Agave nectar is one of my favorite unrefined sweeteners to use in baking. I first learned about it early this year and was an immediate convert. It’s a liquid sweetener that’s about 1.4 times sweeter than sugar and thinner than honey, or “less viscous,” if you want to get technical.
Agave nectar is made from the Mexican agave plant, which sort of looks like a cactus. Fun fact – it’s actually the same plant from which tequila is made. Can you say agave margarita?! Even though agave nectar has been used by natives for thousands of years for flavoring and medicinal purposes, it didn’t really become commercially available until the 1990s. To produce agave nectar, juice is extracted from the agave plant when it’s about 7-10 years old – and up to 12 feet tall! Harvesters cut off the top of the plant and cap it with a stone. The pressure from the stone causes all of the plant’s juices to collect in the center, so the harvesters can go in and ladle it out. The juice is then filtered and heated, which turns its carbohydrates into sugars. And voila! Agave nectar.
Agave nectar ranges in color – from light to amber to dark – based on how much it’s been filtered. The darker the color, the less it’s been filtered. The darker colors also have the strongest, most distinct flavors – sort of caramel-y. The lighter colors add a mild, neutral sweetness.
I think the best thing agave nectar’s got going for itself is that it’s the lowest natural sweetener on the Glycemic Index. What does that mean? Basically, the lower something is on the Glycemic Index, the slower it’s processed in your body. So you don’t get the same “sugar rush” and subsequent crash with agave nectar as you would with, say, regular white sugar. It also still contains the agave plant’s iron, calcium, potassium and magnesium. Ah, the benefits of unrefined sweeteners!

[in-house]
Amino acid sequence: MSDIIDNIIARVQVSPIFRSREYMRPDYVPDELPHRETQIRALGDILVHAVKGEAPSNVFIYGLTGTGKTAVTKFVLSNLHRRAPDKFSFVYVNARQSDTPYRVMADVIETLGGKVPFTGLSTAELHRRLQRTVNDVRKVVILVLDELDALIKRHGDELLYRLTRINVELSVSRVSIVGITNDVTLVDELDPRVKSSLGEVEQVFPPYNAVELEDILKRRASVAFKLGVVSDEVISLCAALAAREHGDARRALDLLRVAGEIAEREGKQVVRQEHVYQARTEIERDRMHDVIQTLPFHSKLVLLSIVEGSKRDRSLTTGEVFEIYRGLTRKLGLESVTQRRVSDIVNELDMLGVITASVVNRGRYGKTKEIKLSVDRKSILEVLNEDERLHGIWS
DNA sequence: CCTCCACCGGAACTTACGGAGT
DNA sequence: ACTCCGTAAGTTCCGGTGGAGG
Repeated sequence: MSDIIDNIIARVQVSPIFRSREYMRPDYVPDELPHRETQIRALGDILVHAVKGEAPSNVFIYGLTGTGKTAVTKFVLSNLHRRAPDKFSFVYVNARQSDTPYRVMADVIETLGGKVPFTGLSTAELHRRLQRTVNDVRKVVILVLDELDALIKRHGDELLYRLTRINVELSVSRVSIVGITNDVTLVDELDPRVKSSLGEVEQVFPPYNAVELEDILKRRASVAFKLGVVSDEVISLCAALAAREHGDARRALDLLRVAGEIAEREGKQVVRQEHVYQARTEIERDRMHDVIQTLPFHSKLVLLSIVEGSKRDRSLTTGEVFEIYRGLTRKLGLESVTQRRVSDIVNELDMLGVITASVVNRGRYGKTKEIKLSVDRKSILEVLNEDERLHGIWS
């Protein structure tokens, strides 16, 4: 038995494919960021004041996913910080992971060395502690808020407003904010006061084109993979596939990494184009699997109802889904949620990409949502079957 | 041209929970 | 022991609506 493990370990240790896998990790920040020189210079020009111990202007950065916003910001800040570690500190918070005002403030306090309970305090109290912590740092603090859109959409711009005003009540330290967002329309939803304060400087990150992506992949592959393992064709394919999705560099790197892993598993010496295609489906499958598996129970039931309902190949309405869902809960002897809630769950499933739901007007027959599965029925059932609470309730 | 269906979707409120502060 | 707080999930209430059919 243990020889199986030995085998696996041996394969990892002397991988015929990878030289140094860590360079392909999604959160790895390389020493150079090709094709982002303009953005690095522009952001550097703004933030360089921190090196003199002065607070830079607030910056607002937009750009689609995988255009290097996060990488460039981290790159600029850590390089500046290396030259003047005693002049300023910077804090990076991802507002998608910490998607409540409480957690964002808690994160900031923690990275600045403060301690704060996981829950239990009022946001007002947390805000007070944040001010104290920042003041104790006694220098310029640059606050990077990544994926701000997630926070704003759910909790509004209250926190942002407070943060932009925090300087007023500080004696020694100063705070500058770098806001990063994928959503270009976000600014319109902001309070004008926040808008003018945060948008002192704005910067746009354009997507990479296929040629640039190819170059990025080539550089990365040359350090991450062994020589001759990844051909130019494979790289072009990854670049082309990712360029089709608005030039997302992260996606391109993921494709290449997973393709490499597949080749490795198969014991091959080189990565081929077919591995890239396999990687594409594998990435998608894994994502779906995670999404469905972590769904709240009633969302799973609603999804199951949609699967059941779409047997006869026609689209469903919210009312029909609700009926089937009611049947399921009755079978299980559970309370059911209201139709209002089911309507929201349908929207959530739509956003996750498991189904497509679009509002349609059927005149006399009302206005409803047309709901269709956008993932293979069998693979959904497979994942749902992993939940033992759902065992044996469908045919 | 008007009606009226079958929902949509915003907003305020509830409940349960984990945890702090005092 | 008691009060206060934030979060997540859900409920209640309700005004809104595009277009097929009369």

To substitute agave nectar for sugar in baking, I use 3/4 cup agave nectar for every 1 cup sugar – you don’t need as much since it’s sweeter. I also reduce other liquids in the recipe by…a little bit. Um, yeah, I totally have no science for that one. Some people say you should reduce your oven temperature by 25*F, but I’m of the opinion that no two ovens are alike, so I usually just ignore this and keep my eye on the goods while they’re in there. If I’m substituting agave nectar for another liquid sweetener, I use the exact same amount – easy!
Madhava and Wholesome Sweeteners are two brands of agave nectar I’ve tried. And my Baking with Agave Nectar cookbook gives me lots of ideas for ways to use them. It offers over 100 recipes with agave nectar in the starring role. And – bonus for some of you! – a lot of them are vegan and gluten-free as well.
If you’re super interested in all this and want to learn more, this site has a lot of good info.
Have you ever baked with agave nectar? Any favorite recipes to share?